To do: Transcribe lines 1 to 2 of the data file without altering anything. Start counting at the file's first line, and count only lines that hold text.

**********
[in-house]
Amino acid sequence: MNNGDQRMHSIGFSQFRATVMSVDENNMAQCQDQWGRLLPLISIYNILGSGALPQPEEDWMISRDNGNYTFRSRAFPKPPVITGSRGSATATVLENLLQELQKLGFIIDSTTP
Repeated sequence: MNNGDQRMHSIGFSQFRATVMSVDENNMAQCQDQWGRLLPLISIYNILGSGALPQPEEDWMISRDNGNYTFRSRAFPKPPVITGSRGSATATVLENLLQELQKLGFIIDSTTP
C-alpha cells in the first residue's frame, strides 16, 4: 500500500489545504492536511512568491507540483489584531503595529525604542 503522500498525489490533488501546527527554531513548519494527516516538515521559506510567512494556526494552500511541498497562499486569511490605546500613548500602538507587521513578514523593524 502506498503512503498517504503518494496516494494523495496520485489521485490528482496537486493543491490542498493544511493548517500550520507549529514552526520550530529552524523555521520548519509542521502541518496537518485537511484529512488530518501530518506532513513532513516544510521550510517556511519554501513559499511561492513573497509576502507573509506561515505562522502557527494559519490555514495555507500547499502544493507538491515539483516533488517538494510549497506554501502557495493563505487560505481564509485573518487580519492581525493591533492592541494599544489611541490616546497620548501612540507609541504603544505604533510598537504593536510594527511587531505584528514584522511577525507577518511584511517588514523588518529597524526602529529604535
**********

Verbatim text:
[in-house]
Amino acid sequence: MNNGDQRMHSIGFSQFRATVMSVDENNMAQCQDQWGRLLPLISIYNILGSGALPQPEEDWMISRDNGNYTFRSRAFPKPPVITGSRGSATATVLENLLQELQKLGFIIDSTTP